On this day of convention breaking-firsts for US governance—historic departures that were long overdue but nonetheless whose time had arrived—first with Jeanette Rankin in 1916 becoming the first woman elected to federal public office, representing Montana in the House of Congress, then in 1989 with Douglas Wilder and David Dinkins as the first African Americans elected respectively as a state governor (Virginia) and as mayor of a major city (New York), next in 2000 with Hilary Clinton elected senator representing the state of New York—the first former First Lady to have an independent political career, Kamala Devi Harris is announced as the vice president-elect of the United States, highest office held by a female (and daughter of Jamaican and South Asian immigrants as well), deputy to former vice-president and forty-sixth president Joseph Robinette Biden, Junior, unseating the incumbent, impeached Donald John Trump.

Tuesday, 25 August 2020

the stars align

On this day in 2012, the space probe Voyager I became the first manmade object to leave the Solar System and enter interstellar space. Twenty-three years earlier—to the day—its companion Voyager 2 made its closest approach to Neptune—then, because of Pluto’s eccentric, elongated orbit, the outer most planet.
On the same day in 1981, it had its closest brush with Saturn.  All these events coincided with the first demonstration of the telescope in Venice in 1609, pitched as a terrestrial telescope or spyglass, having later realised their potential for use in astronomy, publishing his initial observations in a brief called Sidereus Nuncius (Starry Messenger) on 13 March of 1610, including an account of the Medicean or Cosmica’s Stars that appeared to orbit Jupiter.

Sunday, 24 May 2020

core values

Eventually reaching a depth of over twelve kilometres in 1989 when further drilling was suspended due to higher than expected temperatures, Soviet scientists commenced operations on the Kola Superdeep Borehole (ะšะพะปัŒัะบะฐั ัะฒะตั€ั…ะณะปัƒะฑะพะบะฐั ัะบะฒะฐะถะธะฝะฐ) on the far northwestern peninsula on the Barents Sea on this day in 1970. Despite the impressive depth just barely surpassed by petroleum prospectors, the borehole only penetrated a third of the Earth’s crust—the thickness of the continental shelf ranging between thirty and seventy kilometers. Research continued until 1995 when the borewell was sealed and yielded surprising findings through this keyhole spelunking into the underground including the presence of water and fossil plankton some four miles down.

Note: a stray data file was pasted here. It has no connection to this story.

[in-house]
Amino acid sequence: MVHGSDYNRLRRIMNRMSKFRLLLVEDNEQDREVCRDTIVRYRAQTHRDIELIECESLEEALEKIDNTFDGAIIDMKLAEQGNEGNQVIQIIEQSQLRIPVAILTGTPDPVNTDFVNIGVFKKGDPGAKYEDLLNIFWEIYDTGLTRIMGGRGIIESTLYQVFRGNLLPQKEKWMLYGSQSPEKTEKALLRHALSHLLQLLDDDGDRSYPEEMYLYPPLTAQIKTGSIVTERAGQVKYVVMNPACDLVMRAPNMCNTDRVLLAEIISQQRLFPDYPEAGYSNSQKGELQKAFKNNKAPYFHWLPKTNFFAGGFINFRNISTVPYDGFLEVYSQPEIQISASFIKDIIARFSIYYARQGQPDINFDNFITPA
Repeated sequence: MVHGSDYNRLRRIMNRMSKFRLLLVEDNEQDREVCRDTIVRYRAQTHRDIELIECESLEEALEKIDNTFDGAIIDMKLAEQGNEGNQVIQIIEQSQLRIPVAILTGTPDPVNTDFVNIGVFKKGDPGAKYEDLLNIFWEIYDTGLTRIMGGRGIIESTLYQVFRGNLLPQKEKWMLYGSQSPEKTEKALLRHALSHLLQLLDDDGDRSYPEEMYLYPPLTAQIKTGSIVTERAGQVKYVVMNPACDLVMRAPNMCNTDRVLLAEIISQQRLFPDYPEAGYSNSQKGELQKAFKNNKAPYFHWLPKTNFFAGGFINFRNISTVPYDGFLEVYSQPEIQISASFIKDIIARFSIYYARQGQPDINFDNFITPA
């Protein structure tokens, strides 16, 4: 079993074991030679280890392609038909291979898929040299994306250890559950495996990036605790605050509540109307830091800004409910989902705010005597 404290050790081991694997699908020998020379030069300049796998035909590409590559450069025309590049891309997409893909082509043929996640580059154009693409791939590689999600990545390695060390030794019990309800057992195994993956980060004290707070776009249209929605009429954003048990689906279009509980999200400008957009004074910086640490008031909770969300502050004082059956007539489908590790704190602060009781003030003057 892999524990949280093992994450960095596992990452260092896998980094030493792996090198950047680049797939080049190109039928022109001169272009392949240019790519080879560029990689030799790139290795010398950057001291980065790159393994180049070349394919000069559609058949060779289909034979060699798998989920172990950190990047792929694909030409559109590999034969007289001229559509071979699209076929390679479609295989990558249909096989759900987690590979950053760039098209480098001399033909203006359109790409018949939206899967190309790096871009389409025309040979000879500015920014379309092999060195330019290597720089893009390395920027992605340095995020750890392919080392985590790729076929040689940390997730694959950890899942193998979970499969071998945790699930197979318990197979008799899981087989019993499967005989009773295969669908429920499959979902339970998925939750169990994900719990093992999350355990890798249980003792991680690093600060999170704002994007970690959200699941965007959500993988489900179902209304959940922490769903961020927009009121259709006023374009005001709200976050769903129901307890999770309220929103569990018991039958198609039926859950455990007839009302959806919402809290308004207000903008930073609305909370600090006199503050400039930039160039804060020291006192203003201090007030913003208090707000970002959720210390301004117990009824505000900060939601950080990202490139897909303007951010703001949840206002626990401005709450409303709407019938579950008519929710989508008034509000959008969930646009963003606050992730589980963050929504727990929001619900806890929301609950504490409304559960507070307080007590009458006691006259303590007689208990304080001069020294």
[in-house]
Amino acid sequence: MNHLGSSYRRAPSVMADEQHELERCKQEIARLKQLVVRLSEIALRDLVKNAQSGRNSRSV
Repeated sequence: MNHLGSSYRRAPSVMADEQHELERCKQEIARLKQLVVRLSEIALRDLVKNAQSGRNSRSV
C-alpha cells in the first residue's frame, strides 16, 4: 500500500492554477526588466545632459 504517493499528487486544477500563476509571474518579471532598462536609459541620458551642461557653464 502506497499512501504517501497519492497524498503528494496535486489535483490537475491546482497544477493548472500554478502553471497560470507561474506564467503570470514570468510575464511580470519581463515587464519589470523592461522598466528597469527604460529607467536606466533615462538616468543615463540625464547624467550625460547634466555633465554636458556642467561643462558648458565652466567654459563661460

Tuesday, 17 December 2019

simpsons roasting on an open fire

On this day in 1989, the Fox network debuted The Simpsons, characters spun-off from a regular, animated interstitial from The Tracey Ullmann Show, with a Christmas special.
Intended as the eighth episode of the season, production delays had already pushed back release dates to the holidays and the producers decided to open with this show—which was a remarkably smart move in retrospect (The Waltons had a similar start with its pilot episode back in 1971) for the expository and establishing opportunities that come with such tropes.

Monday, 9 December 2019

little berlin

One month to the day after the Berlin Wall fell and the borders opened, a small village north of Hof on the frontier of Bavaria and Thรผringen called Mรถdlareuth am Tannbach, a thirty centimeter wide brook that first demarcated the boundaries of the preceding polities of the Kingdom of Bayern and the Principality (Fรผrstentum) of ReuรŸ-Gera after the Napoleonic Wars, prized a passageway through the wall dividing their town—absent gates or checkpoints—so neighbours could finally be reunited. A hundred meter span of wall has been retained as part of an open-air museum. Echoing Kennedy’s speech, during a visit in 1983, then vice-president George HW Bush proclaimed, “Ich bin ein Mรถdlareuther.”